Yet even today, after I’ve been to Shaw’s and Whole Foods in Boston so many times, I still fail to understand why Americans need so many different types of cereal?!

***

You might also find interesting the rest of my Observations on the American Culture and Behavior, compared to those in my native Bulgaria:

Bureaucracy in America: Iron Policy of No Compromise

Sex and Watermelons in Bulgarian Pop Culture

It Doesn’t Get More Organic Than This


We left Sofia around 7:30 in the morning and in about an hour and a half reached Sapareva Banya and chalet Pionerska by car. We could’ve walked up from there, but since we were goofy-tourists and not real hikers, we took the lift***.

The wonderful 20-minute life ride above the coniferous forest revealed marvelous views towards the whole of Rila mountain, and it saved us a 4-5 hour walk. We reached chalet Sedemte Ezera (the Seven Lakes) at the altitude of 2100 meters. From there, we took the “winter route” on the right of the chalet, which immediately got us climbing up a steep and rocky hill. Our tongues were hanging in no time, but it was worth it!

First we saw Dolnoto Ezero (the Lower Lake) and Ribnoto Ezero (the Fish Lake).  The Seven Rila Lakes have a glacial origin and are part of the Rila National Park. They are connected though streams that later become Dzherman River. We saw Trilistnika (the Trefoil) below us and Bliznaka (the Twin). Bliznaka, at 2240 meters, is the largest of the seven and is composed of two parts connected by a strait, thus the name, the Twin. Another explanation for the name is that the peak Haramiata and its reflection in the lake look like twins.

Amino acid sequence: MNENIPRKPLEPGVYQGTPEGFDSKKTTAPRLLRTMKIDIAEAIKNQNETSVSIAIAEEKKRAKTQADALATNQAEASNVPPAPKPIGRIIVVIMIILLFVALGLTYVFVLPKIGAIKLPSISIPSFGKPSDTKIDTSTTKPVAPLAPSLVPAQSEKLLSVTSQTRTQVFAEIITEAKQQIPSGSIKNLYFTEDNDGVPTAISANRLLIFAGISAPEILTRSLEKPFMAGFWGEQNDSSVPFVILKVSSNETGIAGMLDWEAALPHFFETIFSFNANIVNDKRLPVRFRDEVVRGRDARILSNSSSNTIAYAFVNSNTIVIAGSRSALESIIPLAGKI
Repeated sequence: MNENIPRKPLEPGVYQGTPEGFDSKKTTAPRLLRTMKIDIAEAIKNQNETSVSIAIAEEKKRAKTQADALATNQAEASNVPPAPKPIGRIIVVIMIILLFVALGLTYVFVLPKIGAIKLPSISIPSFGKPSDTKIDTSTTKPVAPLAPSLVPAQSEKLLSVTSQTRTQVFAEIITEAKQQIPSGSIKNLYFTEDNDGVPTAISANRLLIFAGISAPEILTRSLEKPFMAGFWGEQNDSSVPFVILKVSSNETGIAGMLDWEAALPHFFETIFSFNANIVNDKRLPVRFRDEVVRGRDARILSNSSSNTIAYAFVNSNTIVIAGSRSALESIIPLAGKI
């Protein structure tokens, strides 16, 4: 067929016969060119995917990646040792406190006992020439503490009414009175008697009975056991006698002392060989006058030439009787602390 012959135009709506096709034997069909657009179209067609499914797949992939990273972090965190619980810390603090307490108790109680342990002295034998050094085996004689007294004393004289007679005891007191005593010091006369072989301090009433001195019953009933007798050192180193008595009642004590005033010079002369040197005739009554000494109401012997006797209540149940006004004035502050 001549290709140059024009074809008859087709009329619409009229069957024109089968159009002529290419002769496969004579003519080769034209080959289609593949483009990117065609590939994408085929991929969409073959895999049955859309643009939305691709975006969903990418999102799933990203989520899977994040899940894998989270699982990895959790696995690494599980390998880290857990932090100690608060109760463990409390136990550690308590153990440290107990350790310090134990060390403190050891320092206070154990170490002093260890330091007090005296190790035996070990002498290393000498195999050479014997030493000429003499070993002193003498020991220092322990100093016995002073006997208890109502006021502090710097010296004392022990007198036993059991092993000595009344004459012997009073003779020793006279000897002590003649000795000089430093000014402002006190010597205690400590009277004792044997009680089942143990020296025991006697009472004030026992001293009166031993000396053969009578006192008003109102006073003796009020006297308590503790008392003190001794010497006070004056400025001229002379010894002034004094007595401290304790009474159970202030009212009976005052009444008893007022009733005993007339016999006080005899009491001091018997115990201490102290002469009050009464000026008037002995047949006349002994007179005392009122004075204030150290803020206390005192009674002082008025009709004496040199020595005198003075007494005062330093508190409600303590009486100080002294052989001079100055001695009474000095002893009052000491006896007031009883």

At 2280m, we reached a large circular plateau covered in the greenest grass. This is the site of the annual Paneurhythmy, a ritual performed by the followers of teaching of the esoteric master Peter Deunov – Beinsa Douno, which you can read about in my next post.  In the vicinity, we found Babreka (the Kidney), which is the most famous lake due to its curious shape. The water was so clear we could see schools of trout in it. Bareback horses and their foals were grazing around the water.

In order to reach the last two lakes, we had to sweat profusely again. After another 200 meters along the steep trail, we reached Okoto (the Eye) (I chose to climb straight up along the waterfalls in search the best photo and found myself on a hill above the Eye). Okoto is definitely my favorite lake because of its magical turquoise color. It is the deepest lake, 38m deep, and part of its shore is ice-bound all year long. I wasn’t surprised to hear a kid cry out: “This is the best day in my life!”

The last lake, Sulzata (the Tear), at 2535m, is the smallest and as clear as a tear-drop. Mount Ezeren next to it reveals the Most Beautiful View in the World: the Seven Rila Lakes, the entire Rila mountain, and even half the country, as far as Stara Planina (the Balkan Mountain Range).  We joined the ritual and added a small flat pebble to the towers of pebbles build up by people who had been there before us.